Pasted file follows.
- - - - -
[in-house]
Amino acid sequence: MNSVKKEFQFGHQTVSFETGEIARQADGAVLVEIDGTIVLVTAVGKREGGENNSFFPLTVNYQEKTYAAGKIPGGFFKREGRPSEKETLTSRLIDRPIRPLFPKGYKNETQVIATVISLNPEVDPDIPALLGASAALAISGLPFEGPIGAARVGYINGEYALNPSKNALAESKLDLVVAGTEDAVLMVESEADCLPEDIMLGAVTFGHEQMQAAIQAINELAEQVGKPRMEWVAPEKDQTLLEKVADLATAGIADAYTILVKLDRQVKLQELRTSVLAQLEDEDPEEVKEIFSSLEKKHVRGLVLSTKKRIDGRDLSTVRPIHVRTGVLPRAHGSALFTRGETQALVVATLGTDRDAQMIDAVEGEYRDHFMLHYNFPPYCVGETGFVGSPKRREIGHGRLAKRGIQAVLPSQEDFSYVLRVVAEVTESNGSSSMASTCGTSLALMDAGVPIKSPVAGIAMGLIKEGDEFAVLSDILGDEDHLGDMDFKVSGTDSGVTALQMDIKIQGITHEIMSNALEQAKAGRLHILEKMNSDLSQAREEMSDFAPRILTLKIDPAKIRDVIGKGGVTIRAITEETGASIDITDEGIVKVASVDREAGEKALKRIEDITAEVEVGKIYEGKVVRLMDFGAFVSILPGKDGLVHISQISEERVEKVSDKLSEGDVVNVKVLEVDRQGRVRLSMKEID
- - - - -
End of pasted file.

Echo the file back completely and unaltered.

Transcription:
[in-house]
Amino acid sequence: MNSVKKEFQFGHQTVSFETGEIARQADGAVLVEIDGTIVLVTAVGKREGGENNSFFPLTVNYQEKTYAAGKIPGGFFKREGRPSEKETLTSRLIDRPIRPLFPKGYKNETQVIATVISLNPEVDPDIPALLGASAALAISGLPFEGPIGAARVGYINGEYALNPSKNALAESKLDLVVAGTEDAVLMVESEADCLPEDIMLGAVTFGHEQMQAAIQAINELAEQVGKPRMEWVAPEKDQTLLEKVADLATAGIADAYTILVKLDRQVKLQELRTSVLAQLEDEDPEEVKEIFSSLEKKHVRGLVLSTKKRIDGRDLSTVRPIHVRTGVLPRAHGSALFTRGETQALVVATLGTDRDAQMIDAVEGEYRDHFMLHYNFPPYCVGETGFVGSPKRREIGHGRLAKRGIQAVLPSQEDFSYVLRVVAEVTESNGSSSMASTCGTSLALMDAGVPIKSPVAGIAMGLIKEGDEFAVLSDILGDEDHLGDMDFKVSGTDSGVTALQMDIKIQGITHEIMSNALEQAKAGRLHILEKMNSDLSQAREEMSDFAPRILTLKIDPAKIRDVIGKGGVTIRAITEETGASIDITDEGIVKVASVDREAGEKALKRIEDITAEVEVGKIYEGKVVRLMDFGAFVSILPGKDGLVHISQISEERVEKVSDKLSEGDVVNVKVLEVDRQGRVRLSMKEID